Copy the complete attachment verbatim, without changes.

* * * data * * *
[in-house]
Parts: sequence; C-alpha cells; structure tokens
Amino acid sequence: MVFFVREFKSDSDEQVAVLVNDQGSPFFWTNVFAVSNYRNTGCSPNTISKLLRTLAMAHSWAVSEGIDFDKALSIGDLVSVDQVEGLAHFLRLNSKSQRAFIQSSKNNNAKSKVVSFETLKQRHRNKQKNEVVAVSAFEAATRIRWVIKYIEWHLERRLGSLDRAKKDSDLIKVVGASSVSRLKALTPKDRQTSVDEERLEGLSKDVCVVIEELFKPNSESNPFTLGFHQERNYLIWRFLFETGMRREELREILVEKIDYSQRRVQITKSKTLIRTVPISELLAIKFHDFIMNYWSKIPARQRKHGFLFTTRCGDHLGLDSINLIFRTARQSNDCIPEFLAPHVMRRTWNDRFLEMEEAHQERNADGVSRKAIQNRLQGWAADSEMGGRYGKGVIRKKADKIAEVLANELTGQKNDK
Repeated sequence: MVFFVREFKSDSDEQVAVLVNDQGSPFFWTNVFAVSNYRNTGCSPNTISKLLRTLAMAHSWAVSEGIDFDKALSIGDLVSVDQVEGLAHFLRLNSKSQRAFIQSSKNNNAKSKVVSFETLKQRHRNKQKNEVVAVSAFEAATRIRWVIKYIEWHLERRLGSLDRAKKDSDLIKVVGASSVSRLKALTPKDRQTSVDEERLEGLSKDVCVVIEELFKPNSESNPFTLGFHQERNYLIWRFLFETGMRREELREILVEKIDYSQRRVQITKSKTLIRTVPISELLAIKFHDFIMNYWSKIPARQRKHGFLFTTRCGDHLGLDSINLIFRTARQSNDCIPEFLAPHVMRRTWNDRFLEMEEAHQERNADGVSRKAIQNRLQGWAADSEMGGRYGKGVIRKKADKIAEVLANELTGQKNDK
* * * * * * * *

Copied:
[in-house]
Parts: sequence; C-alpha cells; structure tokens
Amino acid sequence: MVFFVREFKSDSDEQVAVLVNDQGSPFFWTNVFAVSNYRNTGCSPNTISKLLRTLAMAHSWAVSEGIDFDKALSIGDLVSVDQVEGLAHFLRLNSKSQRAFIQSSKNNNAKSKVVSFETLKQRHRNKQKNEVVAVSAFEAATRIRWVIKYIEWHLERRLGSLDRAKKDSDLIKVVGASSVSRLKALTPKDRQTSVDEERLEGLSKDVCVVIEELFKPNSESNPFTLGFHQERNYLIWRFLFETGMRREELREILVEKIDYSQRRVQITKSKTLIRTVPISELLAIKFHDFIMNYWSKIPARQRKHGFLFTTRCGDHLGLDSINLIFRTARQSNDCIPEFLAPHVMRRTWNDRFLEMEEAHQERNADGVSRKAIQNRLQGWAADSEMGGRYGKGVIRKKADKIAEVLANELTGQKNDK
Repeated sequence: MVFFVREFKSDSDEQVAVLVNDQGSPFFWTNVFAVSNYRNTGCSPNTISKLLRTLAMAHSWAVSEGIDFDKALSIGDLVSVDQVEGLAHFLRLNSKSQRAFIQSSKNNNAKSKVVSFETLKQRHRNKQKNEVVAVSAFEAATRIRWVIKYIEWHLERRLGSLDRAKKDSDLIKVVGASSVSRLKALTPKDRQTSVDEERLEGLSKDVCVVIEELFKPNSESNPFTLGFHQERNYLIWRFLFETGMRREELREILVEKIDYSQRRVQITKSKTLIRTVPISELLAIKFHDFIMNYWSKIPARQRKHGFLFTTRCGDHLGLDSINLIFRTARQSNDCIPEFLAPHVMRRTWNDRFLEMEEAHQERNADGVSRKAIQNRLQGWAADSEMGGRYGKGVIRKKADKIAEVLANELTGQKNDK